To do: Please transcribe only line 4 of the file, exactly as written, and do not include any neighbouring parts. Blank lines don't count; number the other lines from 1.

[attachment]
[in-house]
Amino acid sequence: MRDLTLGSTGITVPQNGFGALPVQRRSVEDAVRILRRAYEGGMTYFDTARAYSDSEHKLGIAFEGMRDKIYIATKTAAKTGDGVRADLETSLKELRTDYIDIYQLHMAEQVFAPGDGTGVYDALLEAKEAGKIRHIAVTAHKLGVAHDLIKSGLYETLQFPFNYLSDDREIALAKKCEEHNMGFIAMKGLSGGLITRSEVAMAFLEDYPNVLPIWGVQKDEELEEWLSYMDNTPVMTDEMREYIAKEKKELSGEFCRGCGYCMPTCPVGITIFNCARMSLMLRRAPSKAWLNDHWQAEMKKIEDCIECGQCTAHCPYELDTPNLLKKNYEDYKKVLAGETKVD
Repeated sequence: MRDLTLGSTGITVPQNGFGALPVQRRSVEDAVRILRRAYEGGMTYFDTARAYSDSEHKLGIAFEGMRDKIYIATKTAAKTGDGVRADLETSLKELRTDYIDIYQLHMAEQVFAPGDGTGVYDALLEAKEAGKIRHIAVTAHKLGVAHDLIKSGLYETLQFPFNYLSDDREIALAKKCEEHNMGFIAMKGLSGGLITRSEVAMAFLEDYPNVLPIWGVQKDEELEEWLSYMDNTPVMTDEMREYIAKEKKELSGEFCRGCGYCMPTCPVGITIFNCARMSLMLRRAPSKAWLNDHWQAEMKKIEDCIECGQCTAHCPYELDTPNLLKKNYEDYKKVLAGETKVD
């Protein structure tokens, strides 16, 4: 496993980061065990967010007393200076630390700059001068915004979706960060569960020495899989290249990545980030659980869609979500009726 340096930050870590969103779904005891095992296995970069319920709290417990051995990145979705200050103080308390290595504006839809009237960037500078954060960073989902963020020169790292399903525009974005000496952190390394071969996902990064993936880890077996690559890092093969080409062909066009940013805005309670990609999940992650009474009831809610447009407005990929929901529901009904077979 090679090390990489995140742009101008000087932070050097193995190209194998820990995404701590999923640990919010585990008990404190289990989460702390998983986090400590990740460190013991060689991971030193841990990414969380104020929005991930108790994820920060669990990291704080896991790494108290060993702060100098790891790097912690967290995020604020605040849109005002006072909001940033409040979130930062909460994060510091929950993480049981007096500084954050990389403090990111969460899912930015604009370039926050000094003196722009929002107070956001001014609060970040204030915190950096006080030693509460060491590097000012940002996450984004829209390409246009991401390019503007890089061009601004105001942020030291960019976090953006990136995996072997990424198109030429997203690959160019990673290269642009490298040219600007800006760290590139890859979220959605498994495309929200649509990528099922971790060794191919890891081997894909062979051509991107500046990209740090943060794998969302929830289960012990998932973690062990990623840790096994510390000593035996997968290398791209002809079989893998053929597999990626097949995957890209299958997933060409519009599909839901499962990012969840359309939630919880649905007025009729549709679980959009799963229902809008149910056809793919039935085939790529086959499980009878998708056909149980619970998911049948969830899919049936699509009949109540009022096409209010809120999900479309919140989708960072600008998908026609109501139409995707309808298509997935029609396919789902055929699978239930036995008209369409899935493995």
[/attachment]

């Protein structure tokens, strides 16, 4: 496993980061065990967010007393200076630390700059001068915004979706960060569960020495899989290249990545980030659980869609979500009726 340096930050870590969103779904005891095992296995970069319920709290417990051995990145979705200050103080308390290595504006839809009237960037500078954060960073989902963020020169790292399903525009974005000496952190390394071969996902990064993936880890077996690559890092093969080409062909066009940013805005309670990609999940992650009474009831809610447009407005990929929901529901009904077979 090679090390990489995140742009101008000087932070050097193995190209194998820990995404701590999923640990919010585990008990404190289990989460702390998983986090400590990740460190013991060689991971030193841990990414969380104020929005991930108790994820920060669990990291704080896991790494108290060993702060100098790891790097912690967290995020604020605040849109005002006072909001940033409040979130930062909460994060510091929950993480049981007096500084954050990389403090990111969460899912930015604009370039926050000094003196722009929002107070956001001014609060970040204030915190950096006080030693509460060491590097000012940002996450984004829209390409246009991401390019503007890089061009601004105001942020030291960019976090953006990136995996072997990424198109030429997203690959160019990673290269642009490298040219600007800006760290590139890859979220959605498994495309929200649509990528099922971790060794191919890891081997894909062979051509991107500046990209740090943060794998969302929830289960012990998932973690062990990623840790096994510390000593035996997968290398791209002809079989893998053929597999990626097949995957890209299958997933060409519009599909839901499962990012969840359309939630919880649905007025009729549709679980959009799963229902809008149910056809793919039935085939790529086959499980009878998708056909149980619970998911049948969830899919049936699509009949109540009022096409209010809120999900479309919140989708960072600008998908026609109501139409995707309808298509997935029609396919789902055929699978239930036995008209369409899935493995």